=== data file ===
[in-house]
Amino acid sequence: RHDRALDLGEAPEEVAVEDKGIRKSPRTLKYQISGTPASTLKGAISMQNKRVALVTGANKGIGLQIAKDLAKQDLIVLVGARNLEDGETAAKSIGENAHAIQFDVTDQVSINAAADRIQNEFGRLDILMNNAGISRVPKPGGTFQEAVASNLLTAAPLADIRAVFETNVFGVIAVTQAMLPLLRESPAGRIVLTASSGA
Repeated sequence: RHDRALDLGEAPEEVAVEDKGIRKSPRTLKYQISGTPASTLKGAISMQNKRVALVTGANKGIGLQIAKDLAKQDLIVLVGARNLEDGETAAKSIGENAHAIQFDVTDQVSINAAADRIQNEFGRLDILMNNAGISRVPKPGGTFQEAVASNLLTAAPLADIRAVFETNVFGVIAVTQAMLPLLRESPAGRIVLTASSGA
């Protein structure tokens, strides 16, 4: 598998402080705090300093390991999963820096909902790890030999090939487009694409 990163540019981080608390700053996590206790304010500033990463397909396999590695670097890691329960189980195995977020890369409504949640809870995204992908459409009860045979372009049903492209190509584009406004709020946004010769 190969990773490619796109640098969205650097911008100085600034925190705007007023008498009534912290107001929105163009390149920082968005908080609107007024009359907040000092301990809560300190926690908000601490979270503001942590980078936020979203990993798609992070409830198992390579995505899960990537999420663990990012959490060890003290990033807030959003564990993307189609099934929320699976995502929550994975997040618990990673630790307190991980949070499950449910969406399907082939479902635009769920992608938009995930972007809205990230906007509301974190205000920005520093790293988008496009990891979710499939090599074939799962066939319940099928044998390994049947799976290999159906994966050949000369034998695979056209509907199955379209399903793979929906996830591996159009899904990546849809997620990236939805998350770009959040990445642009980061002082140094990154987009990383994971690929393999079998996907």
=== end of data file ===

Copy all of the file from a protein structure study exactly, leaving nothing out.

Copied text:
[in-house]
Amino acid sequence: RHDRALDLGEAPEEVAVEDKGIRKSPRTLKYQISGTPASTLKGAISMQNKRVALVTGANKGIGLQIAKDLAKQDLIVLVGARNLEDGETAAKSIGENAHAIQFDVTDQVSINAAADRIQNEFGRLDILMNNAGISRVPKPGGTFQEAVASNLLTAAPLADIRAVFETNVFGVIAVTQAMLPLLRESPAGRIVLTASSGA
Repeated sequence: RHDRALDLGEAPEEVAVEDKGIRKSPRTLKYQISGTPASTLKGAISMQNKRVALVTGANKGIGLQIAKDLAKQDLIVLVGARNLEDGETAAKSIGENAHAIQFDVTDQVSINAAADRIQNEFGRLDILMNNAGISRVPKPGGTFQEAVASNLLTAAPLADIRAVFETNVFGVIAVTQAMLPLLRESPAGRIVLTASSGA
């Protein structure tokens, strides 16, 4: 598998402080705090300093390991999963820096909902790890030999090939487009694409 990163540019981080608390700053996590206790304010500033990463397909396999590695670097890691329960189980195995977020890369409504949640809870995204992908459409009860045979372009049903492209190509584009406004709020946004010769 190969990773490619796109640098969205650097911008100085600034925190705007007023008498009534912290107001929105163009390149920082968005908080609107007024009359907040000092301990809560300190926690908000601490979270503001942590980078936020979203990993798609992070409830198992390579995505899960990537999420663990990012959490060890003290990033807030959003564990993307189609099934929320699976995502929550994975997040618990990673630790307190991980949070499950449910969406399907082939479902635009769920992608938009995930972007809205990230906007509301974190205000920005520093790293988008496009990891979710499939090599074939799962066939319940099928044998390994049947799976290999159906994966050949000369034998695979056209509907199955379209399903793979929906996830591996159009899904990546849809997620990236939805998350770009959040990445642009980061002082140094990154987009990383994971690929393999079998996907």